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Six spa treatments you should never pay for

Spa menus can be a minefield of so-not-worth-it treatments that promise far more than they can deliver, give you surprisingly little time with a skilled therapist, and cost way more than they’re worth. Before you fork over your precious spa dollars (like we did), here are six red-flag spa treatments to keep on your radar.

outdoor spa shower
Helene Spa on the French Polynesian island of Moorea has one of the best examples of a Vichy shower with value.

Nearly drowning on a table isn’t worth the $100-plus that these otherwise excellent horizontal shower treatments can cost. The promise of rainstorm surrender, while seven jets hit you from top to toe, can feel like a cold, soggy mess of a treatment, if the equipment and therapist aren’t topnotch. Look for spas that have their head around hydrotherapy (gorgeous hand-carved tables are also a good sign), and they’ll keep yours above water.

Unless you prefer to fill your tub with bottles of Evian, there’s no reason to spend money on a simple soak. There’s often very little therapist time or skill involved, and even the bath-enhancing ingredients—whether herbal-infused salts, aromatherapy oils, fresh-picked petals, or what have you—don’t cost nearly what these treatments do (upwards of $50). That’s not to say that baths aren’t relaxing or beneficial, especially in beautiful spas. It’s just that the markup is extraordinary. (Ditto Bath Butler services, like at the Ritz-Carlton Battery Park, that draw your in-room bath and about $80 from your wallet.) Save private spa baths for spa packages that include them.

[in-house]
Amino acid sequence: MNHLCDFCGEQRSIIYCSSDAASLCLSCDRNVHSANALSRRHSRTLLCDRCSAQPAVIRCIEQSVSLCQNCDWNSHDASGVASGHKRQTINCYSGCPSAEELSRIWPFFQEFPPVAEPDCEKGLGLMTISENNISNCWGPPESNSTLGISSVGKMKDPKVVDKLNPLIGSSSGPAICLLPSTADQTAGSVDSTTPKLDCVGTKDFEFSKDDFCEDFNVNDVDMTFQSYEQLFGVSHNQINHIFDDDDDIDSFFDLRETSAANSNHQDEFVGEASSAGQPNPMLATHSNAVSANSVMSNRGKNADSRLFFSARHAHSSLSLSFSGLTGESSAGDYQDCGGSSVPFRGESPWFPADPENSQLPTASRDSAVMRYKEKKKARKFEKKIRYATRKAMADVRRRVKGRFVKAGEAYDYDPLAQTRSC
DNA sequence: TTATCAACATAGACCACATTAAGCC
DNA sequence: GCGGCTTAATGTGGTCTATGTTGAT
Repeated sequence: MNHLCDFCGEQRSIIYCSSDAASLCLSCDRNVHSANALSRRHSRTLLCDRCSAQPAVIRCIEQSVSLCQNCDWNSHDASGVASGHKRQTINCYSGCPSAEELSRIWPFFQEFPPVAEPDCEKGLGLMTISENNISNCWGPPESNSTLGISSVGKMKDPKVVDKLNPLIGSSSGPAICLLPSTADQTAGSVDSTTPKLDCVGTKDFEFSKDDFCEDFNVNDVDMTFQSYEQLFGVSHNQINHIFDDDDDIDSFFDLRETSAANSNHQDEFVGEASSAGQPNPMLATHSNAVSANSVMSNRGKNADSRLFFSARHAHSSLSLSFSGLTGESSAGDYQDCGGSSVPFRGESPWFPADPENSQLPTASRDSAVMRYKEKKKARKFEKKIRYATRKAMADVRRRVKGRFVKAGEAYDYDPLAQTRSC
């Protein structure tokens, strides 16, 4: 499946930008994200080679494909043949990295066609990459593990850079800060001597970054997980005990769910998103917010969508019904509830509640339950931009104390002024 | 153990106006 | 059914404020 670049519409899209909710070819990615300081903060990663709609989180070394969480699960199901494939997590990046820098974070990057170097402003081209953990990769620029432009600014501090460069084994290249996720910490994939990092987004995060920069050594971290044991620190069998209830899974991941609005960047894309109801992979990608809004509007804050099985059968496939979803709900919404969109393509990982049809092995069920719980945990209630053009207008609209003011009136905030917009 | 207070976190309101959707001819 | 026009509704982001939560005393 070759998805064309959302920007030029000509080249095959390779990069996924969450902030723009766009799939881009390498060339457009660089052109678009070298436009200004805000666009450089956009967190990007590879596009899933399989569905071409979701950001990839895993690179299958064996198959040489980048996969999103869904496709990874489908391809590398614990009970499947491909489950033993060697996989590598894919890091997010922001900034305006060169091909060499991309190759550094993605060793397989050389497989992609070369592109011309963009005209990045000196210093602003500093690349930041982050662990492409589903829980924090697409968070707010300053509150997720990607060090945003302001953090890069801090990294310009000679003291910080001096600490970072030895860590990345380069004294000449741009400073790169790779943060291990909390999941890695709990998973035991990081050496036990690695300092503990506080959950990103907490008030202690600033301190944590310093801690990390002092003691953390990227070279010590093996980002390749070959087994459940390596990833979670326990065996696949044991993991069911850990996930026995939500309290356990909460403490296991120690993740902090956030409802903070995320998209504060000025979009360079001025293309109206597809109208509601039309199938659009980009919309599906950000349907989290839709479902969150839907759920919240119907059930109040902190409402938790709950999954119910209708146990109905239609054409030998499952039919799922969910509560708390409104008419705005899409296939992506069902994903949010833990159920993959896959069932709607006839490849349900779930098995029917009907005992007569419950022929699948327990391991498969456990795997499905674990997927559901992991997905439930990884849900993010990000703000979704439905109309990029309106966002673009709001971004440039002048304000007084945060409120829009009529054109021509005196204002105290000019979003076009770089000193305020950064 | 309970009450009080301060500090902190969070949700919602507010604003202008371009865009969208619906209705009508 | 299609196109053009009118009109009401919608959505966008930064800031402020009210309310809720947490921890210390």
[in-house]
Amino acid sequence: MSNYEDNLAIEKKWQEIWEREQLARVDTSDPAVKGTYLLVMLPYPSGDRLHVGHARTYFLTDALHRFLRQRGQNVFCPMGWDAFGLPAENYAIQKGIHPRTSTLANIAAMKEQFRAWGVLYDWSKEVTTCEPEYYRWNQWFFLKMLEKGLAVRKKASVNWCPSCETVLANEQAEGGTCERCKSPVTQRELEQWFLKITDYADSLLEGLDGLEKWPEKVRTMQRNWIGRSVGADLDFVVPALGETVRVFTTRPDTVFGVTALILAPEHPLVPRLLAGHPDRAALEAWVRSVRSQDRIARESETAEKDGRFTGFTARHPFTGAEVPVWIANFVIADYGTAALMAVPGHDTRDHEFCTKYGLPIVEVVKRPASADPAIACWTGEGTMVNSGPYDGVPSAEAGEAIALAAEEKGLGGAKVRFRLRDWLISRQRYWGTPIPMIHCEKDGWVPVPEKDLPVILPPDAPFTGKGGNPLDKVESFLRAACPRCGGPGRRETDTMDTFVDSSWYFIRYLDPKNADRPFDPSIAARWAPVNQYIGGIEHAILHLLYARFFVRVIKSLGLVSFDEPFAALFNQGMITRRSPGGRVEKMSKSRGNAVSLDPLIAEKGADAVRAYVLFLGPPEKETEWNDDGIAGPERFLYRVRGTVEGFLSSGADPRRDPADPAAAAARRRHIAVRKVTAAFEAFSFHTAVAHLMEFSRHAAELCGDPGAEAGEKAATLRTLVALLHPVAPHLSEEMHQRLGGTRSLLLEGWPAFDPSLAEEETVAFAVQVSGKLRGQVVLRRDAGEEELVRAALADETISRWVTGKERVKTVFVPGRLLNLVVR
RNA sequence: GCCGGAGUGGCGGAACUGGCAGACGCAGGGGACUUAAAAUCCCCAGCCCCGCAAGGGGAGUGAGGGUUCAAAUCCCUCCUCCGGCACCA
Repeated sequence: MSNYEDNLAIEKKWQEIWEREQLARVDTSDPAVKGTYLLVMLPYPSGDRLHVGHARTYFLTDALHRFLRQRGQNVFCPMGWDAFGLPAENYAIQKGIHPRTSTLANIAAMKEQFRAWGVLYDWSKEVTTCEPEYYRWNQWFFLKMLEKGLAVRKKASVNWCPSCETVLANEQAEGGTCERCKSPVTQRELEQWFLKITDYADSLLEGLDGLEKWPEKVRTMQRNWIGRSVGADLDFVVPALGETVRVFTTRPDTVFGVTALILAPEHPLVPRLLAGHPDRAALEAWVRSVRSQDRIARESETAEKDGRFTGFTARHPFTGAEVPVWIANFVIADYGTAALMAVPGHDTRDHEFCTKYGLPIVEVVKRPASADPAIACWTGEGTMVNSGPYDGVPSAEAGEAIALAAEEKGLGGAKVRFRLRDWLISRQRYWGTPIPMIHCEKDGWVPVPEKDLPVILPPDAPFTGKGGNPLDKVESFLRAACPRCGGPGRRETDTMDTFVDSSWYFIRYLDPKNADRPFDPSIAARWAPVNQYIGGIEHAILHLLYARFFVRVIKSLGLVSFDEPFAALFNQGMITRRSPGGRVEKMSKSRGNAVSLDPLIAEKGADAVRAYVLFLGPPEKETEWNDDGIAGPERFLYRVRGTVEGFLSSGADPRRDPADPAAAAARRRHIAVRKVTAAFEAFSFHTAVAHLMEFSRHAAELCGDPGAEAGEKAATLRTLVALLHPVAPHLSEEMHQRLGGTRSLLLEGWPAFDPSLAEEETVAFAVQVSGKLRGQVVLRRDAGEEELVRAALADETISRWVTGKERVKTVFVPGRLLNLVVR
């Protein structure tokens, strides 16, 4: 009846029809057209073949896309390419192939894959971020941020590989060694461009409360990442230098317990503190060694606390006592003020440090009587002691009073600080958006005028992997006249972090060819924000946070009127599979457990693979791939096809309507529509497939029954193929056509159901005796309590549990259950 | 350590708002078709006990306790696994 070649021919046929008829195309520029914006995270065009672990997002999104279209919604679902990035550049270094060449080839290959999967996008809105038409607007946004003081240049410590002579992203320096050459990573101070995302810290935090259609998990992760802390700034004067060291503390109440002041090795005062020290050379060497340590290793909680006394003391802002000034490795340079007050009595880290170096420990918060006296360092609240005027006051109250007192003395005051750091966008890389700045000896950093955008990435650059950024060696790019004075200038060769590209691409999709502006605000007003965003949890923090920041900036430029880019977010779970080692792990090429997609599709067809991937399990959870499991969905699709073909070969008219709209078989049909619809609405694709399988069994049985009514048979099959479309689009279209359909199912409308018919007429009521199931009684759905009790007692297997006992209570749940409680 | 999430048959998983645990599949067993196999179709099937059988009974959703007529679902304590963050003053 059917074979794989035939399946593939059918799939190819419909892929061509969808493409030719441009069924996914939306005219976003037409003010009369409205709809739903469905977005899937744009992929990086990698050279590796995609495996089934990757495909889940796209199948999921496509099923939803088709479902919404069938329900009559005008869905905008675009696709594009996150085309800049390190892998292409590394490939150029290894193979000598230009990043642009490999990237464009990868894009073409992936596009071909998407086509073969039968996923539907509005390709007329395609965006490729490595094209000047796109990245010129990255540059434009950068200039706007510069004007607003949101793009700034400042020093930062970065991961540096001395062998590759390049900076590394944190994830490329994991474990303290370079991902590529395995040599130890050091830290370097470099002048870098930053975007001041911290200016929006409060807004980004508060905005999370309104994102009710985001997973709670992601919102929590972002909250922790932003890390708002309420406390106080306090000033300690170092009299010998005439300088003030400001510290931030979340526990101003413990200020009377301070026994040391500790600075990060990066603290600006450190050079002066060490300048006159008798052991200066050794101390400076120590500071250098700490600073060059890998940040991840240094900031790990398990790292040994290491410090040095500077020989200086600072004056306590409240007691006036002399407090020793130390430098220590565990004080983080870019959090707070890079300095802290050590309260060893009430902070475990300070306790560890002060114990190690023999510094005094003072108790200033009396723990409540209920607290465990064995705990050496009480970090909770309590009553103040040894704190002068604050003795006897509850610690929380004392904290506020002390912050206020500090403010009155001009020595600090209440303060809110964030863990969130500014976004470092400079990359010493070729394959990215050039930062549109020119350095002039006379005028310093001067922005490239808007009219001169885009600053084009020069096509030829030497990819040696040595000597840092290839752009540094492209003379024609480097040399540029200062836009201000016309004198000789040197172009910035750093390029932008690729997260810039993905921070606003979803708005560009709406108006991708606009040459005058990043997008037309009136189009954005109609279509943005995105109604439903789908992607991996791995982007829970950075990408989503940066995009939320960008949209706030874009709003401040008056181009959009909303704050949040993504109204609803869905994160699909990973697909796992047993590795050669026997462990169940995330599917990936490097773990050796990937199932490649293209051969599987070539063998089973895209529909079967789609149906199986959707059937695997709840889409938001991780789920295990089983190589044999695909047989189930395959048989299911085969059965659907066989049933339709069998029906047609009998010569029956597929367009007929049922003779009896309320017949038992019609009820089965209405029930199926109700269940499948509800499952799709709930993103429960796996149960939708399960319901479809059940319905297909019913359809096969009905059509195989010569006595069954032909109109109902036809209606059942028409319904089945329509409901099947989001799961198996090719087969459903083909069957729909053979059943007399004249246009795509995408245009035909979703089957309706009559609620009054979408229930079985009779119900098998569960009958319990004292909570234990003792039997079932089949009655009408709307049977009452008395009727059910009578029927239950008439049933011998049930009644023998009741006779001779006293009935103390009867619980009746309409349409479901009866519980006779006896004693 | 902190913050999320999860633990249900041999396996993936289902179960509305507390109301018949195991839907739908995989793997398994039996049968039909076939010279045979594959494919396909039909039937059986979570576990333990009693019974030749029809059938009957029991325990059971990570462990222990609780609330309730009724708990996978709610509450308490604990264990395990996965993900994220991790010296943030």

Sorry, scrubs made for orange-peel skin can't remedy cellulite.

Since cellulite is a factor of fat and fascia, not the skin, no manner of scrubbing it—even with coffee extracts—can do much for derriere dimples except cause some temporary edema, a beneficial swelling that makes puckering look less pocked. The best treatment for the appearance of cellulite (there is no cure), according to medical experts, is one of the most popular overall: deep-tissue massage (or its mechanical version, Endermologie). Just let the spa know you want a cellulite-savvy massage therapist with a very firm (or firming) hand—and expect to pay for a package of ten or more treatments.

It’s one thing for you to opt out of extractions, the cleansing practice where a facialist manually goads your clogged pores and blackheads into giving up their guck. But it’s another if your facialist does—particularly if getting extractions are your raison d’etre for paying at least $130 for the service (the going rate for a basic facial in NYC). Many spas with a French foundation (Clarins Skin Spa) share the opinion that extractions are invasive. But many of the holistic-inclined spas (Jurlique on Madison Avenue or Great Jones Spa) now offer them “if they’re necessary.” And because it can feel like a rip-off to head home with your clogged pores. If that’s your case, make sure your facialist shares your “squeeze, please” philosophy before you book.

seasonal spa treatment
What seasonal spa treatments should look like.

Spas love treatments like pumpkin facials and cranberry scrubs for fall and cinnamon massages in winter because they offer something new to their menus—a special of the day, so to speak. But unless your summer papaya facial is coming straight from the spa Cuisinart, you’re just getting slathered in a spa product from a jar that’s available year-round.

Sugar and salt scrubs—even with gorgeous ingredients mixed into them—just aren’t worth it unless the treatment includes an hour-long massage in addition to the 20 or 30 minutes given to exfoliation. Why? Scrubs are so easy and cheap to do yourself, especially now with places like Whole Foods selling fresh aromatherapy salts by the pound ($12.99), and the “massage” you’re often promised is really a 20-minute application of a moisturizing body lotion, devoid of knot-pursuing, muscle-melting moves.

Have you ever paid for a spa treatment that wasn’t worth it? Tell us, here.